I just returned from our annual Select Traveler Conference in Louisville, Kentucky, and I’m always inspired by the vast array of travel that comes up in conversation there. It is an exhilarating way to kick off our year.
Thanks to the great work of our moderators, we had another outstanding breakout session in Louisville, which allows me to examine the comments from dozens of planners in the room. Here are just three that caught my eye this year:
“If I’m O.K., they’re O.K.”
This was one delegate’s response to a question about the effects of terrorism incidents. What a powerful statement! This planner may or may not realize how significant that sentiment is. If the planner is ready to go see a part of the world, so are the planner’s travelers. They have that much trust in the leadership and travel expertise this person possesses. They follow, and the world is opened to them.
“They must be good — our time is important.” And, “Yes, if it’s someplace we honestly believe we’ll go.”
These are two responses regarding familiarization trips and whether our delegates use them. I really like the matter-of-fact approach these two planners expressed. The responses in general were favorable regarding the value of these trips, but these planners emphasized the investment they make to participate. These are research events intended to yield return trips with their groups.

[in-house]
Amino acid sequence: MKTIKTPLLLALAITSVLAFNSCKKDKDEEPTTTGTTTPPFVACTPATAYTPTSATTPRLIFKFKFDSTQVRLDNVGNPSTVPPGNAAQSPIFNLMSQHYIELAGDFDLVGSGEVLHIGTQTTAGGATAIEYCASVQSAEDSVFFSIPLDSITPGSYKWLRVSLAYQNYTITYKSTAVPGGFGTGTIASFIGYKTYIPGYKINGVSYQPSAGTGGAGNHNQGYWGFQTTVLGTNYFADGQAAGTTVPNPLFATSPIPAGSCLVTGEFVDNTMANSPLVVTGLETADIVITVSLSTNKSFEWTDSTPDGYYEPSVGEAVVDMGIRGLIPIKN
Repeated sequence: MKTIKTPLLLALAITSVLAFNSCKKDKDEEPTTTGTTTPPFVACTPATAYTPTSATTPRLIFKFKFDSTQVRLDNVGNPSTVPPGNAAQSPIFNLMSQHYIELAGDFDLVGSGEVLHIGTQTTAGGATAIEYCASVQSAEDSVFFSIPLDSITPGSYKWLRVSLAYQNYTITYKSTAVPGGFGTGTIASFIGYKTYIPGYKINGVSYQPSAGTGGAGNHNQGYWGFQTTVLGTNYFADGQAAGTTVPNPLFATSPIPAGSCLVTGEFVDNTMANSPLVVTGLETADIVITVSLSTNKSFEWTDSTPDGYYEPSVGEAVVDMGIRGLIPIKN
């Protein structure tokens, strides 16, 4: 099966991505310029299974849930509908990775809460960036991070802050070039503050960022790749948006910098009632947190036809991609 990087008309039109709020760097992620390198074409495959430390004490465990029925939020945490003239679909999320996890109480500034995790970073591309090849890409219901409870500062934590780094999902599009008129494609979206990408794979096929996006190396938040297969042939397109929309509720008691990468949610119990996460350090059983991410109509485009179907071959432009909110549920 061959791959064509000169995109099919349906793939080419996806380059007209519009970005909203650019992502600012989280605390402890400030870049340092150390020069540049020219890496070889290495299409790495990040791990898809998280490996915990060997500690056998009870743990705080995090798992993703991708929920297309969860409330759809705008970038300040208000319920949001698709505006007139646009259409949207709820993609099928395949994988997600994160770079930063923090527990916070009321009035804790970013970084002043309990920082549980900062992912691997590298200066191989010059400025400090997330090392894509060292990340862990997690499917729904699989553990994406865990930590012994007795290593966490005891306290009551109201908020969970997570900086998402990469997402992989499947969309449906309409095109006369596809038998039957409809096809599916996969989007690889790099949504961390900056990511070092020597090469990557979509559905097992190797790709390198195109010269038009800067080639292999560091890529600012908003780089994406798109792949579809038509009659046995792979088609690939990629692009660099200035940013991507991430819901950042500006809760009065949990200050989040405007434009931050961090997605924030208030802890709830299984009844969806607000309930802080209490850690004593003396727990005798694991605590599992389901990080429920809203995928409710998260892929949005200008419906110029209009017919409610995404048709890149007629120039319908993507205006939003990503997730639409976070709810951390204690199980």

“Our travelers are always on the lookout for what’s next. We put out a seven-to-eight-event schedule and they’ll say, ‘What else?’”
I don’t doubt this. Many of these groups have travelers who have been to nearly every continent on Earth. In 20 years of travel with a bank, chamber or alumni group, a couple could easily have done 40 to 50 trips. It’s no wonder these delegates tell us they must continually strike a balance between going someplace new and offering all the old favorites. The travel appetites of their memberships are incredibly diverse.
I believe that’s why so many planners make a point of telling us how much they learn about unfamiliar places by attending. May it ever be so.
Email me anytime with your thoughts at firstname.lastname@example.org.